previous next

The oration of Maurice Fitzgerald.

"YE worthie men, we came not hither, nor were we called into this countrie to be idle, nor to liue deliciouslie: but to trie fortune, and to séeke aduentures. We stood somtimes vpon the top of the wheele, and the game was on our side; but now the whéele is turned, & we cast downe: and yet no doubt she will turne againe, and we shall be on the top. For such is the mutabilitie of fortune, & such is the uncerteine state & course of this world, that prosperitie and adversitie doo interchangeablie, and by course the one follow the other. After daie commeth the night; and when the night is passed, the daie returneth againe. The sun riseth, and when he hath spred his beames all the daie time, then he commeth to his fall: and as soone as the night is past, he is againe come and returned to his rising againe. We who before this haue made great triumphs, & haue had fortune at will, are now shut vp on euerie side by our enimies. We be destitute of vittels, and can haue no reléefe neither by land nor yet by sea: our fréends cannot helpe vs, and our enimies readie to deuoure vs. Likewise Fitzstephans, whose valiantnesse and noble enterprise hath made waie vnto vs into this Iland, he now is also shut vp in a weake hold and feeble place, too weake and slender to hold and kéepe out so great a force. Whie then doo we tarie? And wherefore doo we so linger? Is there anie hope of reléefe from home? No no, the matter is otherwise, and we in woorse case. For as we be odious and hatefull to the Irishmen, euen so we now are reputed: for Irishmen are become hatefull to our owne nation and countrie, and so are we odious both to the one and to the other. Wherfore forsomuch as fortune fauoreth the forward, and helpeth the bold; let vs not longer delaie the matter, nor like sluggards lie still: but whiles we are yet lustie, and our vittels not all spent, let vs giue the onset vpon our enimies: for though we be but few in number in respect of them, yet if we will be of valiant minds and lustie courages, as we were woont to be, we may happilie haue the victorie and conquest of these naked wretches and vnarmed people". These spéeches he vsed as the sicke man is woont to doo, who in hope of recouerie of his health, dooth manie times beare out a good countenance, and dissemble his inward greefe and heauinesse. When he had fullie ended his talke and spoken his mind, Reimond, who was also in the like anguish and heauinesse spake thus.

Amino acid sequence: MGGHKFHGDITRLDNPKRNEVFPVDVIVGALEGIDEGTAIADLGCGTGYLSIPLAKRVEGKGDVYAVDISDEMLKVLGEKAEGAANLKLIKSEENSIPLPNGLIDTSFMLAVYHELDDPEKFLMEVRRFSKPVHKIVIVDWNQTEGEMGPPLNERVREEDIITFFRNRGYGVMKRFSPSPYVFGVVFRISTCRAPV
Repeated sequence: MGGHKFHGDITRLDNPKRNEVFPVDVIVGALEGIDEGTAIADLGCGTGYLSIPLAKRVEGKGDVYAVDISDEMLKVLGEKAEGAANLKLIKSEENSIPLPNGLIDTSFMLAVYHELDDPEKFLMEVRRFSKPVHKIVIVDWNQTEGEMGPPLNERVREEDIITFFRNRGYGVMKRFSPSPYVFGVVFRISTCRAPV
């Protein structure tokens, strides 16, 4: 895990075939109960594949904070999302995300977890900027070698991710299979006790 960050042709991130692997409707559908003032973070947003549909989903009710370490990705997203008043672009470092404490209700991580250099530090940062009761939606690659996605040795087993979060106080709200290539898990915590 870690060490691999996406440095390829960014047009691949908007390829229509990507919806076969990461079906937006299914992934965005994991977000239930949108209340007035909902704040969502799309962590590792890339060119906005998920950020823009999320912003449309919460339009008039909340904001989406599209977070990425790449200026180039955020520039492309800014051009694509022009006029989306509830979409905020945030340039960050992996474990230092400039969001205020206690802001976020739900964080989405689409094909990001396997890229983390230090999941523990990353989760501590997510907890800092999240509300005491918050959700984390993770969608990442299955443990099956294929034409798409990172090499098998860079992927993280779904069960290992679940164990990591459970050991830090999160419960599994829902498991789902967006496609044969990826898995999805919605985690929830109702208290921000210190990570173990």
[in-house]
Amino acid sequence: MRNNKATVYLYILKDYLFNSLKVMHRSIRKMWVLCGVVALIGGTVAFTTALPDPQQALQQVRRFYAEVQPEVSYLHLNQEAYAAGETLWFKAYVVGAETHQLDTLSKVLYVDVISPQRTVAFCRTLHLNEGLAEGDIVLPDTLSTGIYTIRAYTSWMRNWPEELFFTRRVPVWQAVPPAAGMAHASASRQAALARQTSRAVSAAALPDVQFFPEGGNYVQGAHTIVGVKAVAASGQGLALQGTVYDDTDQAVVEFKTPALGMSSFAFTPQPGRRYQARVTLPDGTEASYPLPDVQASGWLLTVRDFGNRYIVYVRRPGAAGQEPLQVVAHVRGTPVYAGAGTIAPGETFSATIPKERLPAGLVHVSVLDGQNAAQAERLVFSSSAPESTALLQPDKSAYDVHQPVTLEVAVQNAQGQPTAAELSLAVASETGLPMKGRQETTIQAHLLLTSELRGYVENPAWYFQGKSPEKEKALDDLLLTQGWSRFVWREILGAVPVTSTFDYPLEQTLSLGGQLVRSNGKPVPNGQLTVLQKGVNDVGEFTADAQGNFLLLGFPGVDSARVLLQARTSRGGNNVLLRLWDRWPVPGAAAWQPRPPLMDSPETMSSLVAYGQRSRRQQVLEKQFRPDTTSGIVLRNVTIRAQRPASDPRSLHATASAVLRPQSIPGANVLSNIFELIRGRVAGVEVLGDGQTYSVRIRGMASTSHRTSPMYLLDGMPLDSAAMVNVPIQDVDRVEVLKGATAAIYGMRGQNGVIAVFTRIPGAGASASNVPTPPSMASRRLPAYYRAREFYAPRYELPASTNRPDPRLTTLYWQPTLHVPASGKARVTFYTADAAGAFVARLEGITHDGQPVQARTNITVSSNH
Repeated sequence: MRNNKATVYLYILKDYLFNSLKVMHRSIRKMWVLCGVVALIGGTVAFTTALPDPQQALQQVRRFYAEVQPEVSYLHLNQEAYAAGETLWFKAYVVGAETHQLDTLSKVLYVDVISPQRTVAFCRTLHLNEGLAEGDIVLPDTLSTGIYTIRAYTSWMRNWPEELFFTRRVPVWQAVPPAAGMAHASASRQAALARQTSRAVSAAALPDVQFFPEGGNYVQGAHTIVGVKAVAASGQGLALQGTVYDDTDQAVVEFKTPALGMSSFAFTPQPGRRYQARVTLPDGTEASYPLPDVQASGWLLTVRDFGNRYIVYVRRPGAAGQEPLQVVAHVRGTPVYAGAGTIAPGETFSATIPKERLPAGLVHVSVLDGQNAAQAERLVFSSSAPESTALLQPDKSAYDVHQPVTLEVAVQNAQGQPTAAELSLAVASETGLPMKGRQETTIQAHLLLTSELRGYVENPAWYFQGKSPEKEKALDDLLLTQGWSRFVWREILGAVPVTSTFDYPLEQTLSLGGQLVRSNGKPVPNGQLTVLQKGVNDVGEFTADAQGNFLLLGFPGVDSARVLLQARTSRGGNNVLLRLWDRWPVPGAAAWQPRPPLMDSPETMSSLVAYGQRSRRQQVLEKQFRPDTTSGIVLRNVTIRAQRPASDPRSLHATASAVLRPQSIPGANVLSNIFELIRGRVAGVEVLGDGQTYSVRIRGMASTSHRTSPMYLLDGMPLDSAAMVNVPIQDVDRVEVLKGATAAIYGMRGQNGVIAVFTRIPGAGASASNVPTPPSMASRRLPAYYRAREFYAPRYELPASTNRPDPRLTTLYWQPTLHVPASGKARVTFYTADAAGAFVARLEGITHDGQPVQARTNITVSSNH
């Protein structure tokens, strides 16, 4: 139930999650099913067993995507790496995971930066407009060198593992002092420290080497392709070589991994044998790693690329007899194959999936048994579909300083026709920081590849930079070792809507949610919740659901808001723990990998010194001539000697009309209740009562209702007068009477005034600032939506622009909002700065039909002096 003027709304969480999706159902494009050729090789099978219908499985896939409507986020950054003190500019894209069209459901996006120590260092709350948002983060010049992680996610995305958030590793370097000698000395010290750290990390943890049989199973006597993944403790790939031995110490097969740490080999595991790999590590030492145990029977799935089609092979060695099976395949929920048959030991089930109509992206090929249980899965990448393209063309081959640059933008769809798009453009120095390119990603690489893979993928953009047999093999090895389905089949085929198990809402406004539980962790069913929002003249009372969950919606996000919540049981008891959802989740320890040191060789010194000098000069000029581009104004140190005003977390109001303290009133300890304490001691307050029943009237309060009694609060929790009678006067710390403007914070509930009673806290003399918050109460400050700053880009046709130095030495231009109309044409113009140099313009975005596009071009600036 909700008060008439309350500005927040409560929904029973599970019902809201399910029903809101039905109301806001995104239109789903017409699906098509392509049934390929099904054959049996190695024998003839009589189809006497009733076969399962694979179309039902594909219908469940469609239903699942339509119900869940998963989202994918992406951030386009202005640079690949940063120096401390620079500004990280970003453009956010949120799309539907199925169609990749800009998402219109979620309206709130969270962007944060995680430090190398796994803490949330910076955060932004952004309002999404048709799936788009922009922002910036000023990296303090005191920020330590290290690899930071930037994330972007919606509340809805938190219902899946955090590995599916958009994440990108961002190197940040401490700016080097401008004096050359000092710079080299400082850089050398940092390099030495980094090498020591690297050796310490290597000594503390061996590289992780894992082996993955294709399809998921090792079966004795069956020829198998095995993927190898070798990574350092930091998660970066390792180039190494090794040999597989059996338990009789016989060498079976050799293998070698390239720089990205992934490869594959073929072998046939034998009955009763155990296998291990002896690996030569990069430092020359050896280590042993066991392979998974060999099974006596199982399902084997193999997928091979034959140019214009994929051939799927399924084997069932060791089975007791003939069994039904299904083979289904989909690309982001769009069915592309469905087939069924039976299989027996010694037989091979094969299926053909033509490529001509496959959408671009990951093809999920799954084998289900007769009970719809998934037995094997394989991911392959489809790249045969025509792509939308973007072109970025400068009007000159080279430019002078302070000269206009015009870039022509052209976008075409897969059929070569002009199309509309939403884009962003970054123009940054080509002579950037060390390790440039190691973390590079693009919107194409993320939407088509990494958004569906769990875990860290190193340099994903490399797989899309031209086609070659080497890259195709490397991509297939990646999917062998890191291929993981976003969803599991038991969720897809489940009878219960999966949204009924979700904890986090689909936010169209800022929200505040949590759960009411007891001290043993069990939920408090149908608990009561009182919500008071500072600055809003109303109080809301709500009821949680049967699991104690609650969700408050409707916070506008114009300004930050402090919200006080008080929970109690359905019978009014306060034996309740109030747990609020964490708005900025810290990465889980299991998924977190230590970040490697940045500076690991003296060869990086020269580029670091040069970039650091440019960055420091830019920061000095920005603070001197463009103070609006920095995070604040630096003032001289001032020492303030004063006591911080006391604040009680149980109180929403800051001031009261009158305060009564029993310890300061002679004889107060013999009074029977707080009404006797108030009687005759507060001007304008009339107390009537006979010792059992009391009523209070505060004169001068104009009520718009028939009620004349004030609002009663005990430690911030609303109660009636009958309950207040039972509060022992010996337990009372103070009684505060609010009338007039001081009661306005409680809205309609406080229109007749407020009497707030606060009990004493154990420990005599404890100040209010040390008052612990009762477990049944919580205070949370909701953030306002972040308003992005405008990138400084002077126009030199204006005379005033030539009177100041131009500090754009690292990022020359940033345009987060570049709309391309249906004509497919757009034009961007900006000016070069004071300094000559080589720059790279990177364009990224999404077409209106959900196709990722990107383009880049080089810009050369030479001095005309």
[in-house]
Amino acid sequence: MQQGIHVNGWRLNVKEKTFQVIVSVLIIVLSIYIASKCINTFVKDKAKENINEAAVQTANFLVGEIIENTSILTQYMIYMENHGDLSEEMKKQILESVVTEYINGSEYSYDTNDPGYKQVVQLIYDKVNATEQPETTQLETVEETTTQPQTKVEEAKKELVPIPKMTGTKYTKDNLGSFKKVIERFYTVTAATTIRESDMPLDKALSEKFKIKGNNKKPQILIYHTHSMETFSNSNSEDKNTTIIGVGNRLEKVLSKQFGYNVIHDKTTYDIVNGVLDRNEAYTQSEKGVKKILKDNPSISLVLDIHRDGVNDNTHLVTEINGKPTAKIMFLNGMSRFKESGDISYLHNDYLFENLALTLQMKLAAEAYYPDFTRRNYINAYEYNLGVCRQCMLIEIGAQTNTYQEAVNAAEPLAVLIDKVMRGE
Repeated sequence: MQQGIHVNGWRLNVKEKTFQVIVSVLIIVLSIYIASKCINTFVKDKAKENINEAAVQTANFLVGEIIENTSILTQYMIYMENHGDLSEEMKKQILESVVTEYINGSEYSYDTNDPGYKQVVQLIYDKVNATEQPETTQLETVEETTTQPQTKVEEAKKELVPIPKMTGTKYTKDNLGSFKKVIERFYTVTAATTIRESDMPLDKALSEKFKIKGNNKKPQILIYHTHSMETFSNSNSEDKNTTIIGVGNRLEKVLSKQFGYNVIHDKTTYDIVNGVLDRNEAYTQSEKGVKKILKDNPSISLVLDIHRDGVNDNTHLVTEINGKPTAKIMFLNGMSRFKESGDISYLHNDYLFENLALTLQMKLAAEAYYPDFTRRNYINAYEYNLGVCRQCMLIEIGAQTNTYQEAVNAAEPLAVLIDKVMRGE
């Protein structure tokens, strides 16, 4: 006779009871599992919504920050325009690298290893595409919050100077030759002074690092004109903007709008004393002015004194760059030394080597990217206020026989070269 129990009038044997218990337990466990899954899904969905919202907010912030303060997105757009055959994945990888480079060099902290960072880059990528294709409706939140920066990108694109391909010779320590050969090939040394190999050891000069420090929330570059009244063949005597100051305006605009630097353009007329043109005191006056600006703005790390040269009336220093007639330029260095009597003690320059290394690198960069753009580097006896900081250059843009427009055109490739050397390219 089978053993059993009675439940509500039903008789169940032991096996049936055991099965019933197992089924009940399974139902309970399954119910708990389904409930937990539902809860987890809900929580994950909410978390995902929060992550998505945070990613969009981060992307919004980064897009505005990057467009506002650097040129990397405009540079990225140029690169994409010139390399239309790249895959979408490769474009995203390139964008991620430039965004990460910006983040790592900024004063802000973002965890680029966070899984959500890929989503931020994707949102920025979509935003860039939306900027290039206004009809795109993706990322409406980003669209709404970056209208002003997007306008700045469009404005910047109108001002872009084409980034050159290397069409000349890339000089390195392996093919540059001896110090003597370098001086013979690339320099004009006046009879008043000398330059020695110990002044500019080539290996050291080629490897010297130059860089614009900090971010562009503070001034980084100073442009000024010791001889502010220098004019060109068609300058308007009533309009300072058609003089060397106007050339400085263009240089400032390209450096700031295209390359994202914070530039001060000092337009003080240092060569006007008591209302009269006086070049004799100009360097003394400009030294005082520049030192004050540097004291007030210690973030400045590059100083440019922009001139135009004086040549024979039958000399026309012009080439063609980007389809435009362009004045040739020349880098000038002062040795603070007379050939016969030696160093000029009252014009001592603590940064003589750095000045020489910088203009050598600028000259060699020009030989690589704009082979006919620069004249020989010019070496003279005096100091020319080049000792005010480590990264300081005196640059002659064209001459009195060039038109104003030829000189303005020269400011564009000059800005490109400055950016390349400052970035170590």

Creative Commons License
This work is licensed under a Creative Commons Attribution-ShareAlike 3.0 United States License.

An XML version of this text is available for download, with the additional restriction that you offer Perseus any modifications you make. Perseus provides credit for all accepted changes, storing new additions in a versioning system.

hide Display Preferences
Greek Display:
Arabic Display:
View by Default:
Browse Bar: